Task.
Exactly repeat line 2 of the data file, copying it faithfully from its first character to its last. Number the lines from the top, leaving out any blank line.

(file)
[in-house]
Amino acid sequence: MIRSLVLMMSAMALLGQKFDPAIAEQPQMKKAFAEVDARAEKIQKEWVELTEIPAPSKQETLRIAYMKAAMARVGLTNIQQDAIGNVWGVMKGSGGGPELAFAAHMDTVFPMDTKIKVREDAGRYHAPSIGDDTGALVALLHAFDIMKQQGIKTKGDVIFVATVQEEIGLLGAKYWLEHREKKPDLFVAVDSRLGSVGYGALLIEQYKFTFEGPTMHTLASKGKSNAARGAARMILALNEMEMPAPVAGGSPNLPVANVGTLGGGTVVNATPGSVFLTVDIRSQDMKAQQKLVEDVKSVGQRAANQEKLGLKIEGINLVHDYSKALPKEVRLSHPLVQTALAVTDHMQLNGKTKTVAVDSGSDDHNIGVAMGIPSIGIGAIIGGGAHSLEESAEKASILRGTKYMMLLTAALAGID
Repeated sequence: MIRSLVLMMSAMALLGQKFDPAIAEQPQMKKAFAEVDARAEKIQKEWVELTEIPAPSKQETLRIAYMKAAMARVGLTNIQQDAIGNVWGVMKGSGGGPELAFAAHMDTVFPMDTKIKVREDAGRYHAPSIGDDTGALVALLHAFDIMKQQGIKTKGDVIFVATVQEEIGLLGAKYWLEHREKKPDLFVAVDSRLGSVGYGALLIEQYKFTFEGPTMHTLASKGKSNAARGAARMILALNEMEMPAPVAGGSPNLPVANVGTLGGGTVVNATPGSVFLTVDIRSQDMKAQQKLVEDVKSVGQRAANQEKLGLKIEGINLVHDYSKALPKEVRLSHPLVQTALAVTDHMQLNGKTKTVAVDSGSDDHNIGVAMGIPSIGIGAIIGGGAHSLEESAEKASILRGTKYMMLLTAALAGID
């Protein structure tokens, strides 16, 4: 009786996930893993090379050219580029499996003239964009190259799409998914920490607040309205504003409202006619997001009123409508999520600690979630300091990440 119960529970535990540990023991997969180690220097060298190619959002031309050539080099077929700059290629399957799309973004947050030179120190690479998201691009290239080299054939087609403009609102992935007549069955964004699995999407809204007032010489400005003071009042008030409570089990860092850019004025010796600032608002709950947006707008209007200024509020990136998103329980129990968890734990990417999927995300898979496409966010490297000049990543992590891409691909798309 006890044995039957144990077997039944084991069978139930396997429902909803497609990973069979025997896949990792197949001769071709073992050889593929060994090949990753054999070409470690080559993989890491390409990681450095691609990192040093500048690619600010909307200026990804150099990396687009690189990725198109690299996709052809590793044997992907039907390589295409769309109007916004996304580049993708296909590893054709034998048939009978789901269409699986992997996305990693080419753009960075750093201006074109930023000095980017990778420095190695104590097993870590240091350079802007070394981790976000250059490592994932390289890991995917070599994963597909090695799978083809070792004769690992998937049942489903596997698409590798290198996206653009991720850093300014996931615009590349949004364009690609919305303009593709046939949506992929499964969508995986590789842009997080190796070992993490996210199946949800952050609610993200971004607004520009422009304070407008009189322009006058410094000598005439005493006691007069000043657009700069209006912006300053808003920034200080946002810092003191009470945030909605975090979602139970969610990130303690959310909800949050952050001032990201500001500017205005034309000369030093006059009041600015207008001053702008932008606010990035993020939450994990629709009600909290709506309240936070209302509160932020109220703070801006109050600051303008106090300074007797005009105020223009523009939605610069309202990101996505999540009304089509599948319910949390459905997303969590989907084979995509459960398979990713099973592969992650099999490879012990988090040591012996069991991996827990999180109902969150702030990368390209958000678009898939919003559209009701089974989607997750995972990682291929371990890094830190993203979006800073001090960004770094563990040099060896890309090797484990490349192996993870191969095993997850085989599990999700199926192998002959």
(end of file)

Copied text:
Amino acid sequence: MIRSLVLMMSAMALLGQKFDPAIAEQPQMKKAFAEVDARAEKIQKEWVELTEIPAPSKQETLRIAYMKAAMARVGLTNIQQDAIGNVWGVMKGSGGGPELAFAAHMDTVFPMDTKIKVREDAGRYHAPSIGDDTGALVALLHAFDIMKQQGIKTKGDVIFVATVQEEIGLLGAKYWLEHREKKPDLFVAVDSRLGSVGYGALLIEQYKFTFEGPTMHTLASKGKSNAARGAARMILALNEMEMPAPVAGGSPNLPVANVGTLGGGTVVNATPGSVFLTVDIRSQDMKAQQKLVEDVKSVGQRAANQEKLGLKIEGINLVHDYSKALPKEVRLSHPLVQTALAVTDHMQLNGKTKTVAVDSGSDDHNIGVAMGIPSIGIGAIIGGGAHSLEESAEKASILRGTKYMMLLTAALAGID